Updates to the SMS must include training requirements on SASH including what it is and how to report it.
The Code now includes a requirement for Entities’ SMS to include procedures and annual training on prevention, intervention, reporting, response and investigation for all responsible people and vessels.16 While there is no stated timeline for the integration of these procedures in the Code, periodic audits of the SMS are within the statutory authority of the USCG and the potential punishment for non-compliance is the suspension and/or revocation of a vessel’s Document of Compliance. For subject vessels, Entities should maintain a SMS and a training program which conform with the Code. This will help avoid any issues with the suspension and/or revocation of Documents of Compliance.
The Updates Only Pertain to Those Maintaining Vessels Under the Purview of the New Regulations
Reporting SASH on US-flagged vessels in foreign countries.
Included in U.S.C. § 10104 is the duty for subject vessels to report an incident that occurs in a foreign country.17 Beyond reporting to the USCG, SASH incidents must be reported to the appropriate agency of the nation in which the incident occurred.18 The SASH incident report must contain the name, title or role in relation to the vessel and contact information of the reporting person, the name and official number of the documented vessel, the time and date of the incident, the geographic position or location of the vessel when the incident occurred, and a brief description of the alleged SASH being reported.19
Among concerns for the application of these new reporting guidelines and the possibility of attached fines, there is little material defining ‘managing operator’. Additionally, there has not yet been an instance where an Entity was fined for knowingly failing to report an event.20 However, if an instance of sexual misconduct is reported directly from the victim to the CGIS, with no concurrent reporting from the applicable Entity, there is a question of whether the Coast Guard would then report back to the Entity and what would follow.21
With respect to mariners accused of sexual misconduct, they will be notified that they are the subject of a USCG investigation at the time they are subject to an interview. The question remains whether they will have their MMC revoked or suspended during the course of the investigation.22 Also unanswered and under the purview of CG-5P is whether the Entity will be subject to fines should they hire a mariner who received their MMC within five years of a sex-related conviction.23 To answer these questions, the author contacted CG-5P, but was unable to reach a representative for clarification.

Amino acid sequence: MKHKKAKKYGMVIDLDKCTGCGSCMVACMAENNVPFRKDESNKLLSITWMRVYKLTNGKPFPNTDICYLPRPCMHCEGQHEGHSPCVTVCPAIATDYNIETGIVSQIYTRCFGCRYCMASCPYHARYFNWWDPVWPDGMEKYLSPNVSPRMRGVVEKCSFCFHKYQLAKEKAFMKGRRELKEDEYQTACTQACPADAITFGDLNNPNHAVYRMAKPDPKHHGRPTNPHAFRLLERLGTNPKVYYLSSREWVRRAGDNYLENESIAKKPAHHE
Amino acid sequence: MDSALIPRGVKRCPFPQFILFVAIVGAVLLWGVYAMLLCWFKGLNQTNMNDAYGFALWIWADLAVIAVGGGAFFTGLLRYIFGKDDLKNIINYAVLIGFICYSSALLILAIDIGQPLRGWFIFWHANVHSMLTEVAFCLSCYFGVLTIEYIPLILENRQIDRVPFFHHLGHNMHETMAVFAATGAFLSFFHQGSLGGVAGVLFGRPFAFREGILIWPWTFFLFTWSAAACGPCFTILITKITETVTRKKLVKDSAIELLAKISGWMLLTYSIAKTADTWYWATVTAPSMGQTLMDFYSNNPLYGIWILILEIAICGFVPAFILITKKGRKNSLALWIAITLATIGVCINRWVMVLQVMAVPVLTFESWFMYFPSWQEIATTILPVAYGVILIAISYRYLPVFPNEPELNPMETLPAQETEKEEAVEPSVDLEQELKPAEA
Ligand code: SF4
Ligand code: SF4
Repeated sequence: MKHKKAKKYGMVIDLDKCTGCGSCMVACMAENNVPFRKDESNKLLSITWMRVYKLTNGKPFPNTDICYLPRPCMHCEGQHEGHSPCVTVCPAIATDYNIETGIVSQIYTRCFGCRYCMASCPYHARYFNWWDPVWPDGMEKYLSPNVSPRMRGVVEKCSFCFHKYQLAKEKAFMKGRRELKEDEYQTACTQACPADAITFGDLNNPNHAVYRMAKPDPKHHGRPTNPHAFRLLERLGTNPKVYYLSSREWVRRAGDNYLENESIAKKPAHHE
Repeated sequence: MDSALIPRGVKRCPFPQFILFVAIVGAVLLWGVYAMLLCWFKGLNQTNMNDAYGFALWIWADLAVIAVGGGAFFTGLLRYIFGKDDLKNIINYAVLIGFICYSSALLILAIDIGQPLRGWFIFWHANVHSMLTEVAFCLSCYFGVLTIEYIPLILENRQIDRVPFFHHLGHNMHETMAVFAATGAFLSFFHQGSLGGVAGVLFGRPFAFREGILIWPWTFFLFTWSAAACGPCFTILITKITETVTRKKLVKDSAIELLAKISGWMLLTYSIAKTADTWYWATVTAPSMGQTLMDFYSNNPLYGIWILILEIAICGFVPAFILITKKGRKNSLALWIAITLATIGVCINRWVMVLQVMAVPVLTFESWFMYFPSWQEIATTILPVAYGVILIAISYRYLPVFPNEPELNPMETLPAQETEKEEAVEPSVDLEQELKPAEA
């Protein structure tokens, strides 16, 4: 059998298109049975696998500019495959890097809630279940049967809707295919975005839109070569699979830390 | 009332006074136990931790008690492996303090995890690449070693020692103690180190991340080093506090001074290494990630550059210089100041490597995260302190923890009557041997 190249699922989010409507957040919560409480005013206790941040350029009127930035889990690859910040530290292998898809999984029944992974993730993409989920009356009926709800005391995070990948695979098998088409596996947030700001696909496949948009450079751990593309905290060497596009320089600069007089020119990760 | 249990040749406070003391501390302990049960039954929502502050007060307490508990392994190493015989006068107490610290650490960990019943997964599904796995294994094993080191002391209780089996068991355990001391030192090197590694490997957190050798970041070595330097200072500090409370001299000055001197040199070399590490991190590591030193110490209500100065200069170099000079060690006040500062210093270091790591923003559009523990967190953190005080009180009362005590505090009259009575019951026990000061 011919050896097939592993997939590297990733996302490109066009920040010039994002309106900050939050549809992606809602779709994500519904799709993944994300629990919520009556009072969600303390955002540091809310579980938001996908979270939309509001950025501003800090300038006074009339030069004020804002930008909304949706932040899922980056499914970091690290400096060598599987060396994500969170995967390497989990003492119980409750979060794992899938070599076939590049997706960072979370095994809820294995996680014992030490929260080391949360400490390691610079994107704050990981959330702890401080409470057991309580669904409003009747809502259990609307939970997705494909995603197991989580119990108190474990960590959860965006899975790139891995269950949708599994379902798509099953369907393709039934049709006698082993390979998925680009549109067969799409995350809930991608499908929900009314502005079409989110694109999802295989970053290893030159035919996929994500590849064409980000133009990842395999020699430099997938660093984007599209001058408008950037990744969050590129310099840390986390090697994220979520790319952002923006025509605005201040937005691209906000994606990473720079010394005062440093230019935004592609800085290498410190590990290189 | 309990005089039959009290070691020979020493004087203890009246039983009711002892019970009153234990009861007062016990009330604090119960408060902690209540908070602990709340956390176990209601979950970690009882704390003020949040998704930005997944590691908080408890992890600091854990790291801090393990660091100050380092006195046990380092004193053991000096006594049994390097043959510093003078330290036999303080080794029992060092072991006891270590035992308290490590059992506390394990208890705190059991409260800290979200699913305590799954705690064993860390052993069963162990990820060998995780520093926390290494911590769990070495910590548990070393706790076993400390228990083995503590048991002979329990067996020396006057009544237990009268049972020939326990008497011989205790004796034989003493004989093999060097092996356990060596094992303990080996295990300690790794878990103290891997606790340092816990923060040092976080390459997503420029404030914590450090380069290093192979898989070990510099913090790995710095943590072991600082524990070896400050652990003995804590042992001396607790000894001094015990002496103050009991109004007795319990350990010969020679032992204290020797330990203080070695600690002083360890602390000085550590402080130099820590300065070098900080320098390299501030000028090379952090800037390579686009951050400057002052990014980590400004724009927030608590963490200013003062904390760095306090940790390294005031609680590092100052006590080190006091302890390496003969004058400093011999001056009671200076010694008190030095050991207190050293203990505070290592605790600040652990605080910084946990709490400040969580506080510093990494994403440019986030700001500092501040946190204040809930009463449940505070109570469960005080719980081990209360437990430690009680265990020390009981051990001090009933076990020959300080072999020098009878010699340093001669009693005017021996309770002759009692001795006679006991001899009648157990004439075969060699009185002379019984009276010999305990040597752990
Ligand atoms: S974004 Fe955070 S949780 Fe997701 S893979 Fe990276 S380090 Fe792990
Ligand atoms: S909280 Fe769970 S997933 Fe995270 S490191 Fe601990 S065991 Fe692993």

Conclusion and Takeaways
While these regulations have different phase-in dates, it is important to remember that they apply only to those vessels which meet the definitions set out in each section of the Code. These regulations are not all-encompassing at this time. There are many vessels which are NOT subject to these regulations. That said, the introduction and application of some or all of these measures are encouraged for anyone responsible for US-flagged vessels. Being proactive now will ensure that if/when the regulations become applicable to all commercial vessels in the US, Responsible Entities will save themselves work and headaches later.
So what are the key takeaways for Responsible Entities?
- The new additions to the Code require Entities to enforce reporting requirements or suffer fines for failing to report and investigate SASH;
- taking action early will avoid potential fines and other issues later; and
- the US is taking steps to ensure the safety of sailors and protect them from SASH while at sea.
Responsible Entities for vessels should be aware of these changes to the regulations, start taking action to fall in line with the new regulations, and monitor how the reporting of these incidents occurs together with how any investigations by the USCG are followed up.